This video titled “With a Piece of Chalk” is more than a year old, but it’s power will last a lifetime. The video speaks for itself so there’s no need to do a recap.

Every kid has a story.  Every person has a story.  We never know what goes on at home with most kids and it’s not always great.  The power in this video is the “hope” that it communicates and the power of doing something to escape the sometimes “shitiness” of life.  For this kid it was dance and all he needs is a piece of chalk, his legs, arms, and his heart.  Enjoy.



A few years ago I wrote an article expressing my disagreement with the ritual called “Lent”.  As someone who was raised Catholic this ritual was something that was forced on me and as I got older I felt like it was unnecessary and full of man-made attempts to please God.  Read the article “Lent – A Ritual Worth Giving Up”.

I feel the same way today, but I do understand that for many, this is important and many people sincerely use this time to make sacrifices in their attempt to “please” God or feel better about themselves.  With that in mind, I’d like to suggest a few options:


One of the main traditions and “rules” of Lent is to not eat meat on Fridays.  There are a variety of explanations for this but nothing real solid that I could find.  So why not just eat the meat on Fridays and do something more meaningful each Friday that you CAN explain.

For example, make it a rule to volunteer at a shelter or dog rescue each Friday.  Or make it a point to purchase an awesome meal each Friday for a homeless person or family in need.  And yes, make sure that meal has lots of meat in it, cause meat is soooo good.

Whatever you choose to do, do it because it has meaning and do it with all of your heart.  You’ll feel much better at the end of the day.  God isn’t going to strike you down because you eat meat on Fridays in exchange for doing something much more lasting.


I remember racking my brain as a kid, trying to figure out what to “fast” during lent.  Some of my family would give up beer, some chocolate, others would give up smoking, etc.  The strength to to give up these and many other “vices” by participants in this ritual is fueled by the fact that they will soon have a taste for them once again in just a few weeks.  Many family members who gave up drinking would be the ones who got the most drunk at the Easter BBQs.  Very funny to say the least.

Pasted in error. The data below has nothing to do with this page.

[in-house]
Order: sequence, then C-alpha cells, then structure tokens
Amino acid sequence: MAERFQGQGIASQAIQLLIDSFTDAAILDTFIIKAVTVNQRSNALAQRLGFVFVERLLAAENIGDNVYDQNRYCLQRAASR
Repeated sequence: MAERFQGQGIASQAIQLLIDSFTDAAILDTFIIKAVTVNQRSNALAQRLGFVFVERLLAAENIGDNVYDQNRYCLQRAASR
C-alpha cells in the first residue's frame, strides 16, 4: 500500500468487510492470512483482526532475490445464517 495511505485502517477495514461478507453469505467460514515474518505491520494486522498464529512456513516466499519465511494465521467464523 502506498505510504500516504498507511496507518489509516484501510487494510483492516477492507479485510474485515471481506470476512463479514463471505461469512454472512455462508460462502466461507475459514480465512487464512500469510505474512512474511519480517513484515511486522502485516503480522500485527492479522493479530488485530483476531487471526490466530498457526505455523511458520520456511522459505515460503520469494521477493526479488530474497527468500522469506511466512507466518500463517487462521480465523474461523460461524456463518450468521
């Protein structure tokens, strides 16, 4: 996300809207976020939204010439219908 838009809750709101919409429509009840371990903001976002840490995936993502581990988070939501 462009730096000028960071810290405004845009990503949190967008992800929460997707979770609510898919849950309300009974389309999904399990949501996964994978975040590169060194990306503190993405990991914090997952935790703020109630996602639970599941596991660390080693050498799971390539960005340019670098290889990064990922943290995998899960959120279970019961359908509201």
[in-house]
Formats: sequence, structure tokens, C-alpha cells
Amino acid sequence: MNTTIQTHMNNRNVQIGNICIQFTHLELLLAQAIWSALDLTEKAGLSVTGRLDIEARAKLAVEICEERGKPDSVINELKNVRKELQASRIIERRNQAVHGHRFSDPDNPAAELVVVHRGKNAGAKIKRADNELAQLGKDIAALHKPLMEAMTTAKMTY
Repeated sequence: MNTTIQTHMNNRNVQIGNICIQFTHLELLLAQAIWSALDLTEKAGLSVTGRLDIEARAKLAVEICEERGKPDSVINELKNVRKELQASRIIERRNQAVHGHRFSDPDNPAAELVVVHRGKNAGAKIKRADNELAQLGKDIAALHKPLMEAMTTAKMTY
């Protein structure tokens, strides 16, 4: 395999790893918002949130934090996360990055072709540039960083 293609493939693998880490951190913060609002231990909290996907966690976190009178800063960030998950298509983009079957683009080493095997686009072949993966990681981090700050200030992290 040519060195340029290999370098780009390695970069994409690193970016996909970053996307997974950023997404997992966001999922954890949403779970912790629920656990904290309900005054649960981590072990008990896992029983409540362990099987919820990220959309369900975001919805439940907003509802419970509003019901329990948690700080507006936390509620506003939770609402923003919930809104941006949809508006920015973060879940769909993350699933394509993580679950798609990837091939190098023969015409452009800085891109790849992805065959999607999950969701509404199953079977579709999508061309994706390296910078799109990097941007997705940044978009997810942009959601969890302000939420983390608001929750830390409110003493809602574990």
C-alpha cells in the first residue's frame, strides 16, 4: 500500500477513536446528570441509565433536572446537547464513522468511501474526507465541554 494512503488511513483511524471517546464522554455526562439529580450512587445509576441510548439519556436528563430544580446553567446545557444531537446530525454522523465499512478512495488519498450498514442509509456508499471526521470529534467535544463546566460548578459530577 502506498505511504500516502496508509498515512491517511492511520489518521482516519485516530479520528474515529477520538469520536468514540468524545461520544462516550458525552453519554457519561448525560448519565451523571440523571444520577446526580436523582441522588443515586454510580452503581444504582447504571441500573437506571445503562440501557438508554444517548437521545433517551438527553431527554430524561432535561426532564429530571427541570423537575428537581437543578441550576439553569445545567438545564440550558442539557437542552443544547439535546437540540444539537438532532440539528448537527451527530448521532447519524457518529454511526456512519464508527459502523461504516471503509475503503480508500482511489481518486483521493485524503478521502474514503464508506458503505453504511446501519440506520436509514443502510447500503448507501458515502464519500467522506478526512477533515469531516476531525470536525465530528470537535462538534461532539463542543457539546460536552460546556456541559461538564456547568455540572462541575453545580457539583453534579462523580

If you’re going to “give up” something, why not do it for the long run.  For example, if you’re giving up smoking for Lent because you know it’s not good for you, why just give it up for a few weeks?  Why not forever, especially if it’s an addiction?  If you’re cutting down on eating because you feel you’re overweight, don’t just cut down for lent, make a lifestyle change that lasts forever.


As I stated in my first suggestion, Eat Meat on Fridays, these next few weeks would be much more rewarding if participants changed focus off of themselves and put it on others.  Look for needs around you, at work, at school, within your family, in your cycling groups, at your local bar, at your church, etc.

Don’t just give up something for the sake of giving it up.  If we should give up anything it should be selfishness and the best way to do that is to focus our attention on others.  Wake your neighbors up to the sound of you cutting their lawn one morning and when they ask why, you tell them because you can.  haha.

The elderly lady who lives down the road from you has a house that needs work.  Gather some friends one weekend and offer to make those repairs at no charge.

Rescue  and foster a dog.  There are so many strays in the city and all you have to do is drive around for a while and you’ll find one.  Take him/her in and nurture them as you work to find them a permanent home.  Maybe you’re their new home.  Who knows?

Whatever you end up doing, do it because it impacts the world in a better way.  Do it because it makes someone smile or happy.  Do it with love and do it just because.

Happy Lent.